Drought kills rhino calf in Kunene
Khorixas – An endangered black rhino calf and hartebeest are among the wildlife that succumbed to the drought in the northwestern Kunene due to waterpoints drying out in some of the conservancies.
Chairperson of Sorri Sorris Conservancy Rhodella Eichas told New Era a hartebeest and gemsbok died in her area recently, as well as other wildlife.
“Wildlife, such as hartebeest and gemsbok, as well as others are dying as the dams they used to get water from are drying up,” a concerned Eichas said. According to her, the dams in the conservancy dried up as they did not get rain for months now and the drought is also affecting wildlife.
A member of the management committee of a conservancy based in Kunene, who spoke on condition of anonymity for fear of poachers, said a black rhino calf, named ‘Mannetjie’ had died on December 7 after a dam that was used by wildlife in the conservancy dried up.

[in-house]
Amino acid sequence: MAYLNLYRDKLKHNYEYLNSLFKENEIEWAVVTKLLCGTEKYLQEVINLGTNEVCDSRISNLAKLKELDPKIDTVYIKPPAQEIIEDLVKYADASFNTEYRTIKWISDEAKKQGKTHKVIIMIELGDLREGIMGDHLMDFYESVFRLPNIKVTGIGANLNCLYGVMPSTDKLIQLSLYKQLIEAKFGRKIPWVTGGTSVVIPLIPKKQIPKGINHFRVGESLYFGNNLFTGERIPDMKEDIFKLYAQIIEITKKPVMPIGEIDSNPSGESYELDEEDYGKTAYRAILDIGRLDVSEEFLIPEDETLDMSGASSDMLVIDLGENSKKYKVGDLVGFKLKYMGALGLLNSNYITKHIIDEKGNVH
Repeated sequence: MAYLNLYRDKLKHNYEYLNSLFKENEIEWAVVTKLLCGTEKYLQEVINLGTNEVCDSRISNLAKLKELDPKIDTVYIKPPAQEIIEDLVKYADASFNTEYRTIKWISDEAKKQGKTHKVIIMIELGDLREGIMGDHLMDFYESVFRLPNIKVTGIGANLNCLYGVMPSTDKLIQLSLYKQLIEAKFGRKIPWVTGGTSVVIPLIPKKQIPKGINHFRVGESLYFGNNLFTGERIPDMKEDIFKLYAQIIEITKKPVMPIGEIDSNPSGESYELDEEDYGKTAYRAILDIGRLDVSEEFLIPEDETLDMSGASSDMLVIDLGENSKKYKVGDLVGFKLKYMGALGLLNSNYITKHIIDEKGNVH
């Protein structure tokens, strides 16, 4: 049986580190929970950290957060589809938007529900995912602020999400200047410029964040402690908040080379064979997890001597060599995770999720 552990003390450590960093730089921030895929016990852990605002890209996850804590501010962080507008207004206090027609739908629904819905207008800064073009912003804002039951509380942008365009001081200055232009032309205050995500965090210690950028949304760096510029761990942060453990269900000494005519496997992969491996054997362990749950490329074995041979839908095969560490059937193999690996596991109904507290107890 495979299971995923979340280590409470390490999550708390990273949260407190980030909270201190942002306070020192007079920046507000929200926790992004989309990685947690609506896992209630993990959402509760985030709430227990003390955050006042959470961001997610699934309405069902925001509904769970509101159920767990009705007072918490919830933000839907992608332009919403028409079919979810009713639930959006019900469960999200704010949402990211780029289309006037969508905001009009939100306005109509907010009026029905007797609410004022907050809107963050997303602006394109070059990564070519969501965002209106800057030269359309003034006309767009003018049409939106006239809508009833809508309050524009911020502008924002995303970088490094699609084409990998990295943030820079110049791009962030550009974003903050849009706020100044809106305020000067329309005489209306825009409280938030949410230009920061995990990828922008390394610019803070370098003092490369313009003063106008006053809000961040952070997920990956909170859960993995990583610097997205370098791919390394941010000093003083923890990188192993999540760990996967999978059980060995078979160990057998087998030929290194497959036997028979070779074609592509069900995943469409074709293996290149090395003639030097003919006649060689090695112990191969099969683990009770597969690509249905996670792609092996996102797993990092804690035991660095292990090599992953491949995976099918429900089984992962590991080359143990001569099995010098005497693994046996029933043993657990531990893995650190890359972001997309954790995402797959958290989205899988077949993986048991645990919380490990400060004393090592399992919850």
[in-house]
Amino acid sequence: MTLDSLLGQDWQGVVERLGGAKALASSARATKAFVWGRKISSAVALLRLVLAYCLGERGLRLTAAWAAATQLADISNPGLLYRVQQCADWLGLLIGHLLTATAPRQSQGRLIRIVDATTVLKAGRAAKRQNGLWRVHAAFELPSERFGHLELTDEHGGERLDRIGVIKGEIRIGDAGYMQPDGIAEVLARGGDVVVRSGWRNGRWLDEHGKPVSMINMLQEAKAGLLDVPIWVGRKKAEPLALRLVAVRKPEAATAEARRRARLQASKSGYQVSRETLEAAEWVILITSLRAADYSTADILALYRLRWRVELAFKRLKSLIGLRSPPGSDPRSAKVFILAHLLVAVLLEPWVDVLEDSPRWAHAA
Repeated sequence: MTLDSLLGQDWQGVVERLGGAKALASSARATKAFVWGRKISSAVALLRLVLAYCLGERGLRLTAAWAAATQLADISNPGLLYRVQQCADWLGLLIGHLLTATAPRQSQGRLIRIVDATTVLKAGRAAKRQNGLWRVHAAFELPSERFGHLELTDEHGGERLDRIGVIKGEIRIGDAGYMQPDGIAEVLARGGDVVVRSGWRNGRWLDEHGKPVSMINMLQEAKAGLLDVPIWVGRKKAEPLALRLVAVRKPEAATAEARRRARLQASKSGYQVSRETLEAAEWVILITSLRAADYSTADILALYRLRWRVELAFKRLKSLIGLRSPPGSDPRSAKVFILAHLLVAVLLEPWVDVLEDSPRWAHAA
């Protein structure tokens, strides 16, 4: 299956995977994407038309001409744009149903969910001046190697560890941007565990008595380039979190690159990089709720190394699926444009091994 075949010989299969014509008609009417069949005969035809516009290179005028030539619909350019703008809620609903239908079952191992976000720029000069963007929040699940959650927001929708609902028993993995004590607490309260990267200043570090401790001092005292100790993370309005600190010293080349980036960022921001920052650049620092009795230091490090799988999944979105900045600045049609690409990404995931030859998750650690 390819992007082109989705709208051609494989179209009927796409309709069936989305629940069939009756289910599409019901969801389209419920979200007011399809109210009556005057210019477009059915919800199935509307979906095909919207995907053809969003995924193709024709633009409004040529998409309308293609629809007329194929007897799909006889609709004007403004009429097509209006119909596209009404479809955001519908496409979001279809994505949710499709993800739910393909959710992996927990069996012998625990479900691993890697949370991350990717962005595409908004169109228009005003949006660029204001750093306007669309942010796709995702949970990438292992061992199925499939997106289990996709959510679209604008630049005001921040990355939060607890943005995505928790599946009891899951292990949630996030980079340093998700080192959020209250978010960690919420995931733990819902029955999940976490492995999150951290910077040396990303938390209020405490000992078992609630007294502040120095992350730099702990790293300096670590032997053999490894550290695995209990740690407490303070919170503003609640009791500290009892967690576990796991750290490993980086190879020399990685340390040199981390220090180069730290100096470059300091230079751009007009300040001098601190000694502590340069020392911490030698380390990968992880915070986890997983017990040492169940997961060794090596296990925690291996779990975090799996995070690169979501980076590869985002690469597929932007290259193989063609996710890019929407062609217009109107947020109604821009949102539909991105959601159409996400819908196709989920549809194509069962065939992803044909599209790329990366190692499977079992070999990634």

“Mannetjie died in early December as the two dams we have in the conservancy have dried up,” the management committee member said. The conservancy’s name cannot be revealed, as it teems with wildlife. The victims of the drought include many springbok, gemsbok and kudu.
Game guards are said to regularly find dead carcasses of wildlife during patrols. Calls were made for the government to clean wells, as well as drill new boreholes to get water and safe the wildlife from perishing, as most rural conservancies survive from tourism-related activities.
Some farmers who bought farms in areas in northern Kunene are said to have blocked the natural springs that flowed to other areas and this may have affected some conservancies as it prevents them from accessing water for wildlife.
“Let’s work together and save the remaining wildlife, as they (wildlife) provide a means survival for rural communities, as most rural communities survive from tourism-related business or benefit from conservancies,” she urged.
Tourism forms the backbone of the economy of the Kunene Region, where some communities have entered joint ventures in lodges and campsites. Craft markets can also be seen along the road throughout the region, emphasising the importance of tourism to the regiona’s inhabitants.